Is Bob Smythe Getting a Sweetheart Pension Deal?
Mostly, it's being raised by former Mayor and Smythe-hater Paula Brown, who is objecting to Smythe getting any back pay for services to the borough rendered.
Years ago, the matter of Darby's borough police comp and overtime was investigated by a Delaware County grand jury. The grand jury found that nothing illegal had occurred and the borough has formally acknowledged it owes Smythe and other officers hundreds of thousands of dollars in back pay.
What's most interesting about this case is that by paying Smythe over the course of the next three years it will goose his pension payments substantially.
"Absolutely," is what Smythe told me this morning when I asked him if his pension would be increased. How much, he didn't know, but he feels well justified in getting it.
"This is money they owe me that I've been trying to get for the last nine years and I'm finally getting it," he said.
Yes, he is. And at a very opportune time. Smythe is 63 and close to retirement. He claims to be owed somewhere in the neighborhood of $160,000.
Because police pensions are calculated at 50 percent of the average of their last three years' wages, Smythe stands to make a much nicer chunk of change, thanks to how Darby officials plan to pay him.
According to my calculations, if his base salary stays the same and the borough pays him an extra $53,000 a year over the next three years, instead of retiring with a pension of $46,000 a year, his pension will jump to $72,500. Pretty neat, huh.
Smythe said that he deserves to be treated just like every other borough police officer who was owed back money. He said Mark Delvecchio recently retired on disability and was paid his comp and overtime over three years. But it didn't figure into his pension. He did, however, retire getting 70 percent of his last year's salary for the rest of his life.
Smythe is not about to apologize for playing within the rules of the system.
"It's absolutely good for me," he said. "It was good for everybody... I think I'm taking what every other person in this place has been given under this (pension) formula. Why should I retire under anything less than what they got? It's not fair... You think I want to be retired and not be able to live, not be able to do what I want to do in my life. I don't want to retire and be poor."
There are people who could life quite comfortably on a $46,000 a year pension, plus social security. But I've gotta admit, $72,500 plus is better.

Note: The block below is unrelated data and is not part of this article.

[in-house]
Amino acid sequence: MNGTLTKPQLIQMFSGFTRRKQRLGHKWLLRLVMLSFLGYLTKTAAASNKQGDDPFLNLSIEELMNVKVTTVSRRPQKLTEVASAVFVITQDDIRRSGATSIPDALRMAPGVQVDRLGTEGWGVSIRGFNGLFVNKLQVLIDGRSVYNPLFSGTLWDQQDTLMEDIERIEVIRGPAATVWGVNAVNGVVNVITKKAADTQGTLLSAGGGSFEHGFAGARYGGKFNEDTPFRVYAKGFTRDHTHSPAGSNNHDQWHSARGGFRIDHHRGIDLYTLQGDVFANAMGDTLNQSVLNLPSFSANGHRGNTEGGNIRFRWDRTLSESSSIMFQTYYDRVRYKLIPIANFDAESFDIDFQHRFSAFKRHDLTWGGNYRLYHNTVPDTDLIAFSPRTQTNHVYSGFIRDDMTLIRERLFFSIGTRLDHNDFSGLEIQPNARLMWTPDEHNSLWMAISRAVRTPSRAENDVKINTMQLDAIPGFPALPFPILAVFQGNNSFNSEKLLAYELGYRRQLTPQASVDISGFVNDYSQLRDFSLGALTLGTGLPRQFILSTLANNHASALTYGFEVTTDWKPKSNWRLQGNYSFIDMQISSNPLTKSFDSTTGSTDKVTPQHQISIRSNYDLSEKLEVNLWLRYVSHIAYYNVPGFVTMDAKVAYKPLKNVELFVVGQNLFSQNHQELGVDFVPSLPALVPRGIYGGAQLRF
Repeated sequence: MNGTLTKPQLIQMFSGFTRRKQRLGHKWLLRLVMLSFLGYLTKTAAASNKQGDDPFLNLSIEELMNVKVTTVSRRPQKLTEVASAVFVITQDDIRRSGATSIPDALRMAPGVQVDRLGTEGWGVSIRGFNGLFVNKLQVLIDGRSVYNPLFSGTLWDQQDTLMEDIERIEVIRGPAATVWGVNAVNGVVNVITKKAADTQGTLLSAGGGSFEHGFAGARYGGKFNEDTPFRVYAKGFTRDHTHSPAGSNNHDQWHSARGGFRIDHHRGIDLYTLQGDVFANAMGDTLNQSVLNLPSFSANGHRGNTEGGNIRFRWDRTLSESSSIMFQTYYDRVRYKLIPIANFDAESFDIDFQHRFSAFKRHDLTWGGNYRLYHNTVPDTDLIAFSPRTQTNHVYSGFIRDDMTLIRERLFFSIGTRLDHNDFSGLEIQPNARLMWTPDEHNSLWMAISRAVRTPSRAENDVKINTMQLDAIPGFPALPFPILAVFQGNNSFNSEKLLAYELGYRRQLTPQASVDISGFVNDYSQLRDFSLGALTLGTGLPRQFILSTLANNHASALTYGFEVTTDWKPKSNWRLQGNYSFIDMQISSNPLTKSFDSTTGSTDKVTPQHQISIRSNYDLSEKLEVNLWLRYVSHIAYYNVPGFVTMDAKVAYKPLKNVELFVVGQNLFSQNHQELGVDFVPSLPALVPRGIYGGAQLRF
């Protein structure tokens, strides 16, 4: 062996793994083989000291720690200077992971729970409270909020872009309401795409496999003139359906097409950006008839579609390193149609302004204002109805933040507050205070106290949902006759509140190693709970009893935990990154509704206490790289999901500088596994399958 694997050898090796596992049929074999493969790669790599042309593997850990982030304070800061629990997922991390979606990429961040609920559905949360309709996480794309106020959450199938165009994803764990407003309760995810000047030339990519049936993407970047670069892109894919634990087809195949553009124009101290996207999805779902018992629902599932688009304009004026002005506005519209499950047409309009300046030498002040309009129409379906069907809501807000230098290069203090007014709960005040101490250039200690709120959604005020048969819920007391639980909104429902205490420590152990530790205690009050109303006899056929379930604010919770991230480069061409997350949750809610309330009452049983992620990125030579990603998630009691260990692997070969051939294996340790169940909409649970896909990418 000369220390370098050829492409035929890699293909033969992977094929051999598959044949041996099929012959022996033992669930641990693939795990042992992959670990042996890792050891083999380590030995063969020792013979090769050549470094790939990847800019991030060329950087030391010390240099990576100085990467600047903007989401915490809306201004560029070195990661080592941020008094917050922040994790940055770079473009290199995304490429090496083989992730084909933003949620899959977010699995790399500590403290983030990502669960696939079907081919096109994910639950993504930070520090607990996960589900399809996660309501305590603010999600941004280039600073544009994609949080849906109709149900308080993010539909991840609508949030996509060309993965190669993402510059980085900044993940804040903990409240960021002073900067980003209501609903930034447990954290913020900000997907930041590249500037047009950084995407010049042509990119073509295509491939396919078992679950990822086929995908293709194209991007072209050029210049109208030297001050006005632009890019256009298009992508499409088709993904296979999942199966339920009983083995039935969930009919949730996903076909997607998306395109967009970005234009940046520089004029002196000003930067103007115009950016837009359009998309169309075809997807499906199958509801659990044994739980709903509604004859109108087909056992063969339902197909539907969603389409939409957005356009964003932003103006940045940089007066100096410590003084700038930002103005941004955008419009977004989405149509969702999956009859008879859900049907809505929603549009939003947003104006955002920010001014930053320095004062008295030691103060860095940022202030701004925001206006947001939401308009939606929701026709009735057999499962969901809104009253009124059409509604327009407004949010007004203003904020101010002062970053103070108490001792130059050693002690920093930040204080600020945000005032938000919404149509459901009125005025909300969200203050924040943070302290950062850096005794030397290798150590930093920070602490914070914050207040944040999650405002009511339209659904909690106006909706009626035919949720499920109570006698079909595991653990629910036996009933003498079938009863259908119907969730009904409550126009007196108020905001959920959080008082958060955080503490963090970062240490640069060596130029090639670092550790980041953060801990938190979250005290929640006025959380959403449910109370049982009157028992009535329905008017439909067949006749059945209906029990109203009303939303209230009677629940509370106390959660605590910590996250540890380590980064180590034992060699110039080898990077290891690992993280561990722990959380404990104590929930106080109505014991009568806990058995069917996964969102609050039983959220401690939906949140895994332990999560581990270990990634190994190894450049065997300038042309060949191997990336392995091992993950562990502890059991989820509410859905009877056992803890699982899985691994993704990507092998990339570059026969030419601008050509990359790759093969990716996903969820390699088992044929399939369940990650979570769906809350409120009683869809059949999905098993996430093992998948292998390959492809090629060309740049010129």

Smythe said he didn't care for being singled out, that there are a lot of people who work in other police departments in this county and for the county itself who have taken similar advantage of how public employee pension benefits are figured. He is no doubt right about that. The money he's owed came from overtime he spent policing the mean streets of Darby when he could have been with his family.
"This was when my kids I were growing up. I think of the missed vacations and missed ball games." So don't tell Bob Smythe he shouldn't get paid for his time.
When I asked Darby Borough Finance director, Joe Possenti, if the payments to Smythe would figure into his pension he said, "I don't know. As far as I know they will be."
He said a lot of towns are facing tough pension situations. Officers are going out on disability and having to be paid for 40 years. But he said his feeling was we "can't pay those guys (cops) enough." I appreciate what cops do but I feel pretty comfortable saying "Yes, we can pay them enough." And in cases of their pensions it comes down to what taxpayers can afford.
He suggested I call the borough's pension guy, Thomas Anderson, who told me that under the FOP contract, any money earned by Smythe as wages or salary, has to be calculated into his pension.
I asked him what if the borough wanted to put off paying Smythe until after he retired, like they did with Delvecchio. That way, the borough could save $26,000 a year on his pension.
"That's a legal question," he replied.
It's also a fiscal/good government question. If Smythe lives to 85 (and I'm hoping he does) the borough would save more than a $500,000, money it could spend on salaries of working police officers, not a retired one.